Web Analytics Concepts-Cookies

What is a cookie?
Cookies are small, often encrypted text files used by web developers to help users navigate their websites efficiently and perform certain functions. Cookies are created when a user's browser loads a particular website. The website sends information to the browser which then creates a text file. Every time the user goes back to the same website, the browser retrieves and sends this file to the website's server.

Computer Cookies are created not just by the website the user is browsing but also by other websites that run ads, widgets, or other elements on the page being loaded. These cookies regulate how the ads appear or how the widgets and other elements function on the page.
Cookies can be given to the website visitor by the same domain (http://www.domain.com/) that the web page resides on called First Party Cookies, or could be issued to the website visitor by a web server that is not on the same domain as the website, called Third Party Cookies. Generally third party cookies are issued when are third party is interested in tracking your website visitor traffic

There are two types of cookies:
1. Session cookies-

a) Enables the website you are visiting to keep track of your movement from page  to page

b) Created temporarily in your browser's subfolder while you are visiting a website.

c) The session cookie is deleted once you leave the site or the session ends

d) Allows you to proceed through many pages of a site quickly and easily without having to   authenticate or reprocess each new area you visit.

Eg. The shopping cart feature of e-commerce sites. When you visit one page of a catalog and select some items, the session cookie remembers your selection so your shopping cart will have the items you selected when you are ready to check out.

2. Persistent cookies-
a) Help websites remember your information and settings when you visit them in the future

b) Remain in your browser's subfolder and are activated again once you visit the website that created that particular cookie

c) The duration for which the cookie remains is set within the cookie's file

d) Website features made possible by persistent cookies include: language selection, theme selection, menu preferences, home page selection, internal site bookmarks or favorites etc.

Contents of a cookie:
a) The name of the server the cookie was sent from

b) The lifetime of the cookie

c) A value - usually a randomly generated unique number used to recognize a user

Only the server that sent a cookie can read, and therefore use, that cookie. Due to the little amount of information a cookie contains, it usually cannot be used to reveal your identity or personally identifying information. However, marketing is becoming increasingly sophisticated and cookies in some cases can be aggressively used to create a profile of your surfing habits.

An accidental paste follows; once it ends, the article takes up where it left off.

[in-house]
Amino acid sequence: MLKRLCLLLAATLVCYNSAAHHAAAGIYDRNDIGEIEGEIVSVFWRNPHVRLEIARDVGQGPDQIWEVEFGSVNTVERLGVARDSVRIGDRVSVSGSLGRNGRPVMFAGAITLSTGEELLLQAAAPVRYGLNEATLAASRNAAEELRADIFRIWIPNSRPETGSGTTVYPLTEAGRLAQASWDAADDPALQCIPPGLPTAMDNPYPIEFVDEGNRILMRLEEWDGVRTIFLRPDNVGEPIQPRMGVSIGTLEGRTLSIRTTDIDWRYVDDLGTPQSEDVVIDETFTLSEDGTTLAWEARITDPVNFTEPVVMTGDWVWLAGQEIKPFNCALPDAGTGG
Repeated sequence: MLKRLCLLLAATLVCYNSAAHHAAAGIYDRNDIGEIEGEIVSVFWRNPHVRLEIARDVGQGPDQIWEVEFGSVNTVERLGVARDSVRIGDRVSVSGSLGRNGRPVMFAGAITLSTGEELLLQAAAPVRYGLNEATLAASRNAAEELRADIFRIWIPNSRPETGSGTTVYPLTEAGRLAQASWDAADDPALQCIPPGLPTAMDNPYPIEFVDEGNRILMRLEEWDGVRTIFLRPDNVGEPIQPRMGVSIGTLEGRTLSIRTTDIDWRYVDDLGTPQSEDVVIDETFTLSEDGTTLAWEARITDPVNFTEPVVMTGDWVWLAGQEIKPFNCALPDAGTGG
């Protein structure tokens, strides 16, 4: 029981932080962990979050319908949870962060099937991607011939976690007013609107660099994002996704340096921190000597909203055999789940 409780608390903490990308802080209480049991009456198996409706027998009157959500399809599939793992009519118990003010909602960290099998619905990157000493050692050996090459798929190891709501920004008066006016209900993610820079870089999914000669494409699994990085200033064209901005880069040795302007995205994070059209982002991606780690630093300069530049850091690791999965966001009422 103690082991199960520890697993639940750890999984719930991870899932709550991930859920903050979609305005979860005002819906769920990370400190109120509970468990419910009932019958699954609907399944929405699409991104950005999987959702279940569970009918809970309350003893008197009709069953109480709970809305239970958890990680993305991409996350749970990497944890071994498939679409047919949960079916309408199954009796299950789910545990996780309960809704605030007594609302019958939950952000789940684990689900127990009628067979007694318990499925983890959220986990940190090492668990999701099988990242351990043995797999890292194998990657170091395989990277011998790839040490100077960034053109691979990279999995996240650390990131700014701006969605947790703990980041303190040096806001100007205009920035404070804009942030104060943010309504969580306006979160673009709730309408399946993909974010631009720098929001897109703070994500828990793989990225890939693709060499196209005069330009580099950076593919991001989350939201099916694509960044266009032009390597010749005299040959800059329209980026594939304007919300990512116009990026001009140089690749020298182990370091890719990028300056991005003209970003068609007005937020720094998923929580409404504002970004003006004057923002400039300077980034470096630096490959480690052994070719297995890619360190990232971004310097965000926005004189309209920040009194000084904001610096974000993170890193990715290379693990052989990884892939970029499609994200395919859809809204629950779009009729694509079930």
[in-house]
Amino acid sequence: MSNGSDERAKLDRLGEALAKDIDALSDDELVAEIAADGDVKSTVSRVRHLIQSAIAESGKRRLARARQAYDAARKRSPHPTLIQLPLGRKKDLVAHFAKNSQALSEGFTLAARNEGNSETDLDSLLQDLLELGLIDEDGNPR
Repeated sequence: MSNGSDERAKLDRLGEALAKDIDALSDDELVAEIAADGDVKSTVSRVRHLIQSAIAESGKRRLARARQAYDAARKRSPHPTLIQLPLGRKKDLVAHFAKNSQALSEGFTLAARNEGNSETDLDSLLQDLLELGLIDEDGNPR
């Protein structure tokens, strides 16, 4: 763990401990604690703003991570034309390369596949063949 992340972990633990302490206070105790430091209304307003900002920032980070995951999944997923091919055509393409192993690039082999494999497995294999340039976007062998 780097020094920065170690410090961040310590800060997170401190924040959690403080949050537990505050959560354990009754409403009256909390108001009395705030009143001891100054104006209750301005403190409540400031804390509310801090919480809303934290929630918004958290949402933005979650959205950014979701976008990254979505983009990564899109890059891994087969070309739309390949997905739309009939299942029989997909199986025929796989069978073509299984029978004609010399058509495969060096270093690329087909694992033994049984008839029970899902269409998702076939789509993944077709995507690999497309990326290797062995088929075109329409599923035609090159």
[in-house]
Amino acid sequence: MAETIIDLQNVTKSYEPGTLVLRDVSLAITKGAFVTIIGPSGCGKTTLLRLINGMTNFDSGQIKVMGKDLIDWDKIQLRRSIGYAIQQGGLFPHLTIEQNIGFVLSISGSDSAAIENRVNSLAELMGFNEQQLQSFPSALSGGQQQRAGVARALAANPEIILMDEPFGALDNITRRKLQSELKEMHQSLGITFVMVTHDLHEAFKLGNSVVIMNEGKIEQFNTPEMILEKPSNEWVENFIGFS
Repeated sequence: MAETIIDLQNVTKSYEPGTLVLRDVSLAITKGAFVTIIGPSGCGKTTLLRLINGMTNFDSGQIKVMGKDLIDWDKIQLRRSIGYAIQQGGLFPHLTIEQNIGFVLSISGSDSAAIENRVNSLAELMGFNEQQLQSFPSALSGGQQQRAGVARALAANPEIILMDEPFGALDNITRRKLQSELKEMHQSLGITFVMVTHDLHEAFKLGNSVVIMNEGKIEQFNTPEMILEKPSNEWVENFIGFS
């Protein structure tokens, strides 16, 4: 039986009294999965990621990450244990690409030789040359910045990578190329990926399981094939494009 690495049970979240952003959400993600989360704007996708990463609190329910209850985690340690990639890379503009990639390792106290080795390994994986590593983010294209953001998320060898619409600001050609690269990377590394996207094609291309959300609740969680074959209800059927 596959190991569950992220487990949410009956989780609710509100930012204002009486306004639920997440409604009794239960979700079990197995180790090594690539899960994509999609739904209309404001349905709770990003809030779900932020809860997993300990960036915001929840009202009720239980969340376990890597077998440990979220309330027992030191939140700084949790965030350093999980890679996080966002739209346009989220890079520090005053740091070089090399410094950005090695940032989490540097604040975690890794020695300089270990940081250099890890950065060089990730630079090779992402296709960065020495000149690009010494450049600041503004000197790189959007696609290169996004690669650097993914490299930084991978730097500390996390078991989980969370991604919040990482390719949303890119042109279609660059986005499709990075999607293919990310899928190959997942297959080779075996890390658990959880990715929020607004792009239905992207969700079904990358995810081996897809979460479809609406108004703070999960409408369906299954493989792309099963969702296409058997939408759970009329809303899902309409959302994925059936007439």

What is cookie profiling?
Cookie profiling, also called web profiling, is the use of persistent or permanent cookies to track a user’s overall activity online.  This tracking does not just happen when you are on a particular site, but it occurs the whole time you are browsing. This kind of profiling activity is often done by marketers who buy advertising rights on thousands of popular websites in order to collect and collate cookie information and create a single “profile” of a user.

How Long Do Cookies Last?
Each cookie has a name and an expiration date. When a web server sends a cookie, it asks your browser to keep that particular cookie until a certain date and time. These dates can be:

a) Some date in the future. This might be a few minutes or a few hours from now (to track something like your shopping cart in an online store). Or the cookie might expire many years in the future — which means the server wants to keep track of your browser for a long time.

b) When you close your browser. This is called a session cookie. The next time you start your browser, the session cookies from the previous session will have vanished.

c) Some date in the past. This is how the server asks a browser to remove a previously-
stored cookie.

For example the expiration date of some common cookies are
Doubleclick Cookie:30 days
Google Analytics Cookie(Used by all Google based sites):30 days
Omniture Cookie:Varies with different plug-ins using these cookies

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